Thursday, January 13, 2011


Ok, back to Argentina :)
The next day we rent a car and drove to Uspallata: The final stop would be the Cerro Tunduqueral, a rock art site not far from Uspallata.

(c) 2011 Google Maps
 While we worked our way towards the Andes in a nice comfortable car we could see a group of people  rafting. The river was so full of sediments that it took on the colour of the surrounding mountains:

We came across military areas
passed quiet alleys

encountered curious boulders

looks a bit like an Indian chief in profile, doesn't it? Finally we reached our goal, the Cerro Tunduqueral, a hilly top where we would hopefully find some petroglyphs. There was actually a parking lot and a comfortable short walk to the cerro:

There was even a sign explaining a bit the site. As you can see, Tunduqueral is about 2000 m asl and most of the engraving are supposed to be from the Early Ceramic Period. The sign says from AD 700 - 1000. But they might well be a bit earlier

Just to give you an overview, after all you had your fill in archaeology yesterday ;)

In any case, we had a fantastic view of the Andes and their snow covered passes:

On our way back we stopped shortly at a group of shrines which are very common here:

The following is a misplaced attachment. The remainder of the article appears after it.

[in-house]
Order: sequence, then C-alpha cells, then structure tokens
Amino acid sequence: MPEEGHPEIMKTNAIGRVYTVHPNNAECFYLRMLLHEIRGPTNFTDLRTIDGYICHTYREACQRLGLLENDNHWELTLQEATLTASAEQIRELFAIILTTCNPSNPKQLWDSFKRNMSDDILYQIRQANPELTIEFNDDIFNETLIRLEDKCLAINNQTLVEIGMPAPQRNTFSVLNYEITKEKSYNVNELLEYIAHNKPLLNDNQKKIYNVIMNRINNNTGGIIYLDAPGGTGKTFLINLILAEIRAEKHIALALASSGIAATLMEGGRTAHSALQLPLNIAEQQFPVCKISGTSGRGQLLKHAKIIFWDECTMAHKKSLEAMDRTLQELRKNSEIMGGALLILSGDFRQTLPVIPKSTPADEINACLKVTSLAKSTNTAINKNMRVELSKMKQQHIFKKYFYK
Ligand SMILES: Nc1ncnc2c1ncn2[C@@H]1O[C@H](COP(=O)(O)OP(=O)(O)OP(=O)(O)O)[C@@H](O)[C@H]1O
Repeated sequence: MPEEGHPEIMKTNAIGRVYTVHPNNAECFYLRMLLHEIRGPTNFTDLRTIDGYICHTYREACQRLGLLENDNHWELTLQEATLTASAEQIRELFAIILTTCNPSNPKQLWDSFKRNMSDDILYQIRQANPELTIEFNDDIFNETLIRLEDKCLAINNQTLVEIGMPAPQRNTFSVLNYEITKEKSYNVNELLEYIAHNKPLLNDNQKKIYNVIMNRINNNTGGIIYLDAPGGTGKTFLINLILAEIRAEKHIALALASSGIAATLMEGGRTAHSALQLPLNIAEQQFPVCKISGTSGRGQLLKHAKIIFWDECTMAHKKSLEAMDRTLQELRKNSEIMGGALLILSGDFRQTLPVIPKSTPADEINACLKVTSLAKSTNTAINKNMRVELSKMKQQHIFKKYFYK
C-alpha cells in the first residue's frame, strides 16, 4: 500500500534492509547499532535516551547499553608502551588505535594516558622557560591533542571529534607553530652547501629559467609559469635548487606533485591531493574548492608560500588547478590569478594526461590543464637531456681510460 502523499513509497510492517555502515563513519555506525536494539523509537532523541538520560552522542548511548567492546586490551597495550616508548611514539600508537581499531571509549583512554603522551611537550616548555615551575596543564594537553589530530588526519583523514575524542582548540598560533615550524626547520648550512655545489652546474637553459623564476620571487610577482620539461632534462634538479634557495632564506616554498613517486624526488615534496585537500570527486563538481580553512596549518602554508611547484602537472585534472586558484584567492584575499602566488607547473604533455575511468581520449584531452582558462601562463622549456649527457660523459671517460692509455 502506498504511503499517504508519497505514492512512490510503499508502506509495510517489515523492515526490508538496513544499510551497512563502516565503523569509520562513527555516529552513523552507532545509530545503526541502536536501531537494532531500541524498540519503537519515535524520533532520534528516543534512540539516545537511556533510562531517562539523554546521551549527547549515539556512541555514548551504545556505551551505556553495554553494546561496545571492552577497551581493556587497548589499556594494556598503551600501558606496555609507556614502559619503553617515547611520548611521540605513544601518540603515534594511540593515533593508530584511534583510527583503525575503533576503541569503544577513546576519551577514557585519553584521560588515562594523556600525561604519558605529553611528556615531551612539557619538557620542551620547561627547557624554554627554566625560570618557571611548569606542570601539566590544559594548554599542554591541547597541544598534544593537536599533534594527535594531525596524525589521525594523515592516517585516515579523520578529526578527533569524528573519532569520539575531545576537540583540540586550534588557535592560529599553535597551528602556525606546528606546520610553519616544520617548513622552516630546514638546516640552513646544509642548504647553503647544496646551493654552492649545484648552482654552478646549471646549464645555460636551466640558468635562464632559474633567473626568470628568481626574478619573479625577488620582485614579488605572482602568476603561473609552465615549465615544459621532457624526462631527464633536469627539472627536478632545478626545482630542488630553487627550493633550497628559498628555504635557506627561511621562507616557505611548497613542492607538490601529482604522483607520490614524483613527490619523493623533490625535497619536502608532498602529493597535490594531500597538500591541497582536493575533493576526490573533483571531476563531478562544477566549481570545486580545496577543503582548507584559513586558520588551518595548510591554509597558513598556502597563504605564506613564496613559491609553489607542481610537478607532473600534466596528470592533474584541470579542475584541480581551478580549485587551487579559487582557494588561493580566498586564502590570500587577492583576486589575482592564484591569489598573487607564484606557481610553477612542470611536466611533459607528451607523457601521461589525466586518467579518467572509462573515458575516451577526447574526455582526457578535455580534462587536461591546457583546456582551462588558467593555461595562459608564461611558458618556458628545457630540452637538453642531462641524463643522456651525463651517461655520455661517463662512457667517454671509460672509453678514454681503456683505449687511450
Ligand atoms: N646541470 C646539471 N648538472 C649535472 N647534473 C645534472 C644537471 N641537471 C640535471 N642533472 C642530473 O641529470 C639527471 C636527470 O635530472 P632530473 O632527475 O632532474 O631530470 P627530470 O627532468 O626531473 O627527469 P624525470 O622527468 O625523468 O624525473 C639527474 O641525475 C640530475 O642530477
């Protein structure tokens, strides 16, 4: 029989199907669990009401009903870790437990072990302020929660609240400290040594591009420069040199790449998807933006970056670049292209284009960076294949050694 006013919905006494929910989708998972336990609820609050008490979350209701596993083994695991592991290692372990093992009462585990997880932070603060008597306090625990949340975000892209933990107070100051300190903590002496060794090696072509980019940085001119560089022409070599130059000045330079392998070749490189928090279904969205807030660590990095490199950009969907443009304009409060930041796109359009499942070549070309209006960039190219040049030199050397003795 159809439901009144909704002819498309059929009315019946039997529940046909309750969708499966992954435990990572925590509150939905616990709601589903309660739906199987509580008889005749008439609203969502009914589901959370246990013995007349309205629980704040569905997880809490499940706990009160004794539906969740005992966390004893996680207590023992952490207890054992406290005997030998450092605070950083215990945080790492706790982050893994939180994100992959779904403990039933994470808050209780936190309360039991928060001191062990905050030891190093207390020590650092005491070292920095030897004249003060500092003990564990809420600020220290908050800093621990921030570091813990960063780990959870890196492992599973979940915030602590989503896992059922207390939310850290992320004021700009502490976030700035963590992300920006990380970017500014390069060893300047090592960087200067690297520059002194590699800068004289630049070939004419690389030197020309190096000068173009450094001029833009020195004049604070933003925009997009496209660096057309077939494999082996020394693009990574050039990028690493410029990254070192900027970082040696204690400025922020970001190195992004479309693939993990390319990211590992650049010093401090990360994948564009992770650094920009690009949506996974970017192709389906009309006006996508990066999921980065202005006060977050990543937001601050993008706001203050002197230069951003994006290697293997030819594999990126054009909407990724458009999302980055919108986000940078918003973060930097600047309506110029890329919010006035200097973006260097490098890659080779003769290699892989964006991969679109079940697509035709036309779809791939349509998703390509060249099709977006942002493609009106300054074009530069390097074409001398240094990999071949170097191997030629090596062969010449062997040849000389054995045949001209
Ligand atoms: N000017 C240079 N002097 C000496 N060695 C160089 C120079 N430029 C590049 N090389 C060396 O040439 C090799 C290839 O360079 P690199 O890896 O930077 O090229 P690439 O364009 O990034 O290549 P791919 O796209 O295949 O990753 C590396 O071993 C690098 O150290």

while some were still accumulating glass bottle-offerings, most had a pile of plastic bottles next to them. Plus all the other 'offerings' including plastic toy figurines, plastic flowers, candles, food remains and cloth preferably red dyed one:

There must have been an active rail road once, but now the tracks are quite deserted:

since it was getting late we rushed home (here you can see our rental, flashing provocatively at the camera):

But the trip wouldn't be complete with a short stop at Lake Potrerillos, an artificial lake formed by a large dam and now a major recreation area for the locals:

But wait, didn't I say something about nandu feet? Of course, and here they are:

If you don't believe me, have a look at an emu track on a salt lake (the emu and the nandu are both ratite birds):

Want to see a live nandu? Then stay tuned in for the next blog post. We are visiting Mendoza zoo....


  1. FYI
    an Argentinian guy told me that they worship local saints at these shrines not ppl that passed away, as I would have thought

  2. Did you ask him why they are offering empty plastic bottles?

  3. according to my work colleague, these holy ppl are dedicated to travelling and by giving them water you allay their thirst

  4. Here you can read the story and the reason for the offerings of bottled water